This story is over 5 years old.


Watching This YouTuber Restore Antiques Is Incredibly Satisfying

“I suffer from anxiety and have recently started watching your videos to relax. Its calming. Thank you,” one commenter wrote on YouTuber My Mechanics' video.
my mechanics racks up millions of views restoring antiques.
Screengrabs: YouTube/My Mechanics

Even a few years ago, the idea of people flocking to videos of someone cutting soap, cleaning their home, or playing with slime to help them relax would have seemed odd. But today, ASMR-inducing videos are some of the most popular on YouTube.

One unexpected example of this phenomenon is Switzerland-based YouTuber My Mechanics, who’s been racking up views for their videos restoring antique, often discarded, items.


My Mechanics’ videos don’t just appeal to people interested in antique restoration, which they surely do, but many viewers watch because they find the process relaxing. There is no quick motion editing or music, features that are common in similar tutorial YouTube videos. The result is a sort of hypnotic quality—the sounds of clinking metal, the grinding of sandpaper and the whirring of a lathe populate each video. And watching something, like a rusty old coffee grinder, come back to life, shiny and looking brand-new, is uniquely satisfying.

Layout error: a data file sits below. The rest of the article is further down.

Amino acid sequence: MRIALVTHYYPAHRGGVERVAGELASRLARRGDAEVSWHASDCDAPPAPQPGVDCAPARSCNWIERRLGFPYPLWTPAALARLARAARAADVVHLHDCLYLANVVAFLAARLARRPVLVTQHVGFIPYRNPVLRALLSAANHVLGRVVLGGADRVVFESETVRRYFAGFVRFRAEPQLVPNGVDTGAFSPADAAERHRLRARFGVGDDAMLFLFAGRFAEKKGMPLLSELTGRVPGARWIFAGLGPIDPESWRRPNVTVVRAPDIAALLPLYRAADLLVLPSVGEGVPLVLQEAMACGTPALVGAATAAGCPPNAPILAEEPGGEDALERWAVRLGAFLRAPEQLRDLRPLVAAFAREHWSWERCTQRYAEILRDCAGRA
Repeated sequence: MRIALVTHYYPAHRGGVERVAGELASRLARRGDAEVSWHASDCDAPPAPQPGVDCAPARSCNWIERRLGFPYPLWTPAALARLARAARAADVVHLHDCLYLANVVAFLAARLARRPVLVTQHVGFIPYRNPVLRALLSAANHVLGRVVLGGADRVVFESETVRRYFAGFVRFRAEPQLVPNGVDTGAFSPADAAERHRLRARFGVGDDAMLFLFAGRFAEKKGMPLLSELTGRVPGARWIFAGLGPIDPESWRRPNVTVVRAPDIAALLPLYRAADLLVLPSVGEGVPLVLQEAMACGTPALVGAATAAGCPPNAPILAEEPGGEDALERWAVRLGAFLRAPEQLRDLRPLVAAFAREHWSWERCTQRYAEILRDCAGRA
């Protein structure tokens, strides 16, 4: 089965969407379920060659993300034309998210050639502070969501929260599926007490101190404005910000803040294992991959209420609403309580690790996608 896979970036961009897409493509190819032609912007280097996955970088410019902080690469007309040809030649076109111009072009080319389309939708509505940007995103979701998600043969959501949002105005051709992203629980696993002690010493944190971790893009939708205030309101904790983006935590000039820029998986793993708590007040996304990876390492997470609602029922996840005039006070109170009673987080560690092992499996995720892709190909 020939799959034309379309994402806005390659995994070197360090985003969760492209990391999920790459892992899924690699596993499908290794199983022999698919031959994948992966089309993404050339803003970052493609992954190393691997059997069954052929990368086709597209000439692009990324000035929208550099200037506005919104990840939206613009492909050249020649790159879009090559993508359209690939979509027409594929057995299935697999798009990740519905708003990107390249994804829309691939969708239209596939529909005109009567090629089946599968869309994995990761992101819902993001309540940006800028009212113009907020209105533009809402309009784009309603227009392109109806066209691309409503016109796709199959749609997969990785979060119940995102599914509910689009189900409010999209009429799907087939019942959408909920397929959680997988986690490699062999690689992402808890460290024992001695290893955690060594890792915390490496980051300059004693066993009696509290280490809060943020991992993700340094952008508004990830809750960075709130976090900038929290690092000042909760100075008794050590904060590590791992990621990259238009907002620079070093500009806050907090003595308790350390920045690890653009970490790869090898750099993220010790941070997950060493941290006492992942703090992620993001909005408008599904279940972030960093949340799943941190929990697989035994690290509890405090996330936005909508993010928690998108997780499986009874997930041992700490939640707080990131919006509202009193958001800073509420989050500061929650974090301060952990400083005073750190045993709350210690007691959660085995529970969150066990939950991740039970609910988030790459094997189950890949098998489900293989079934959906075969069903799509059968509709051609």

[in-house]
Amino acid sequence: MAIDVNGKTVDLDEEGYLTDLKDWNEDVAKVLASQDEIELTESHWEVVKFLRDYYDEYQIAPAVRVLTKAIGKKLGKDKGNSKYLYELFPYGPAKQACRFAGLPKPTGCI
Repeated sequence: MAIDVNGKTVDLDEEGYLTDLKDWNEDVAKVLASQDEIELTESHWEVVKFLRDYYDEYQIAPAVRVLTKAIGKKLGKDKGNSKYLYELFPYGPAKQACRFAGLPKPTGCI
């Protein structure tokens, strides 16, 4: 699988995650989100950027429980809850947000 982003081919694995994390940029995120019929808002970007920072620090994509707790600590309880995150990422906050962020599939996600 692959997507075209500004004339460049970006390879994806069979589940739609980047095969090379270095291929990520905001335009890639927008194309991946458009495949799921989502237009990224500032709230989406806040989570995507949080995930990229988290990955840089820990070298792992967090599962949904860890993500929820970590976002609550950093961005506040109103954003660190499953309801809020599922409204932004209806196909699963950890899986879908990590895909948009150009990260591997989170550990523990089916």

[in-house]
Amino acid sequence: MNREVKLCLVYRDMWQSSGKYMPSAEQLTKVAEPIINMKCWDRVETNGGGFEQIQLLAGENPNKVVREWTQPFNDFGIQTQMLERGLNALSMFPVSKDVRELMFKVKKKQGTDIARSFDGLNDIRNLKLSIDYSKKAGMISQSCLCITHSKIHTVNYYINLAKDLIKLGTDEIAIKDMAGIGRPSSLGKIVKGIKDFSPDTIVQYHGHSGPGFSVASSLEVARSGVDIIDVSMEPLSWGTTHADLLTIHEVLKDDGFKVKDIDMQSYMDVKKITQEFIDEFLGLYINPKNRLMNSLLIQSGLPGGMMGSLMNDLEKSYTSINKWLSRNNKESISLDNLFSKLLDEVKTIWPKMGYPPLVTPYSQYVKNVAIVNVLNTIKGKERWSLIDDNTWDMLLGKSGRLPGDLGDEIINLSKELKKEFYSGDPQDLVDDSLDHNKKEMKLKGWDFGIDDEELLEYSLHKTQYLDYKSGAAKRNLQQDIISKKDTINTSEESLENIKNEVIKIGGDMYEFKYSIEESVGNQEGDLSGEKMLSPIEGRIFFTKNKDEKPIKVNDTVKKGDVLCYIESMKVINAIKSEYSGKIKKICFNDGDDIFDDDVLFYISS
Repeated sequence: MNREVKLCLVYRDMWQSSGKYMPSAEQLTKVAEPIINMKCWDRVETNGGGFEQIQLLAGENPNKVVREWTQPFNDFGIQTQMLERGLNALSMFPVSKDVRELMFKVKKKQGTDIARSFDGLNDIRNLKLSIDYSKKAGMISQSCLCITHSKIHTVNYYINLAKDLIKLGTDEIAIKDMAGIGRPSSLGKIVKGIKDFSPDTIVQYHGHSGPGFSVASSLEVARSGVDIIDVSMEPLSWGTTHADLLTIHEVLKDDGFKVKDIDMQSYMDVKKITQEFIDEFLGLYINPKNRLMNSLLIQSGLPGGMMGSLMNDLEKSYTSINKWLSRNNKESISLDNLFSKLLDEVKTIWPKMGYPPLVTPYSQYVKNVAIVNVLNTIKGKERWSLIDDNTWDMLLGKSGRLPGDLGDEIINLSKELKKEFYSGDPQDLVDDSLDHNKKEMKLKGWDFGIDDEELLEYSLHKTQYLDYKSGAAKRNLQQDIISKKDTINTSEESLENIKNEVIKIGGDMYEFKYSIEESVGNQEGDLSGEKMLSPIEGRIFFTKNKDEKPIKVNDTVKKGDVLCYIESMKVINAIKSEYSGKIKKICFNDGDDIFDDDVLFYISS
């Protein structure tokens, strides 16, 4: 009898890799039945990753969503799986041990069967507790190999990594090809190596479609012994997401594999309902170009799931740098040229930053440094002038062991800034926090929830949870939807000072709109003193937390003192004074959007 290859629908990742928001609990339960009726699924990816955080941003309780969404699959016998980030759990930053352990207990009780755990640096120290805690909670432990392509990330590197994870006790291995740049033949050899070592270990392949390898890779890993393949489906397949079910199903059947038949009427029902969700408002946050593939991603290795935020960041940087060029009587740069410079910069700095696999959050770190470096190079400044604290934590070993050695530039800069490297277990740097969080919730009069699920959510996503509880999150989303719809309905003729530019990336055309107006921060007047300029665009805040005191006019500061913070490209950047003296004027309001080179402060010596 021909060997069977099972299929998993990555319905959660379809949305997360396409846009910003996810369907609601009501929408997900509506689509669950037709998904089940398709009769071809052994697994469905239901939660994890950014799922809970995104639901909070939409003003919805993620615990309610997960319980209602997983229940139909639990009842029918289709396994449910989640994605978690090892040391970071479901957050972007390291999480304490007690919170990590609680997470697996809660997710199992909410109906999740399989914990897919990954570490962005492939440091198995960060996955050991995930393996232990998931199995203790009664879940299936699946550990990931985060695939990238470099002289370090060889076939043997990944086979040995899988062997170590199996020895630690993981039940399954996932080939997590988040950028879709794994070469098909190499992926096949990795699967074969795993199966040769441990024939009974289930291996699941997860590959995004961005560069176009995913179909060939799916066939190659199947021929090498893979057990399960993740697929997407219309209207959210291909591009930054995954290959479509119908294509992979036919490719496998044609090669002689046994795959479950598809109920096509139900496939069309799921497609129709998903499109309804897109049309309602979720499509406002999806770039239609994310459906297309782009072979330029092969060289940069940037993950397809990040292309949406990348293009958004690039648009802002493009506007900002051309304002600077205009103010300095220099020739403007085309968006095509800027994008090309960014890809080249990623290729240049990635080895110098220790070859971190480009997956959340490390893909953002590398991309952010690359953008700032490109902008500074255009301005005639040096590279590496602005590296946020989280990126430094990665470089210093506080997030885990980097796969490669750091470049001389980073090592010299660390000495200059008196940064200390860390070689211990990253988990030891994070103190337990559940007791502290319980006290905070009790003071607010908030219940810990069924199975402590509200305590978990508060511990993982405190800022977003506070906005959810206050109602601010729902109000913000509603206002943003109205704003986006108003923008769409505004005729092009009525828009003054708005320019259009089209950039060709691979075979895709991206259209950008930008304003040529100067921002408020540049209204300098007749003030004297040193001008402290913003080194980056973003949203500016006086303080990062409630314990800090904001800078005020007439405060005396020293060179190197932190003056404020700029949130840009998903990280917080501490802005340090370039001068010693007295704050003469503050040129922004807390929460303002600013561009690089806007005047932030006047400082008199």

Clearly, this is connecting with people—one video titled “Antique Soldering Iron (Blowtorch) - Hot Restoration” has more than two million views. My Mechanics’ most popular video, a restoration of a rusty vice grip that is at least 27 years old, has racked up more than 14 million views.

“I suffer from anxiety and have recently started watching your videos to relax. Its calming. Thank you ,” One commenter on a My Mechanics video wrote. Another commenter said, “These videos are some kind of a therapy for me… They make me feel good :D ”

My Mechanics has restored everything from a tire inflator from the 1950s to an aircraft rivet hammer from 1918, working with all kinds of materials. They find the objects on online marketplaces, or in recycling stations, and sometimes they’re even sent antiques by viewers, which they note in each video’s description. When they’re done, the objects easily look like they could have been manufactured today. My Mechanics also posts videos on their original DIY creations as well.

The YouTuber has been uploading videos channel for nine months, and has accrued close to 600,000 subscribers. According to their Patreon page, they’ve been a mechanic since they were 16. Nearly 300 people contribute to My Mechanics on Patreon, where they post more detailed explanations of their projects.

If you have trouble sleeping, need help relaxing, or have any interest in restoring antiques, My Mechanics’ channel might be a good place on the internet for you.

Listen to CYBER , Motherboard’s new weekly podcast about hacking and cybersecurity.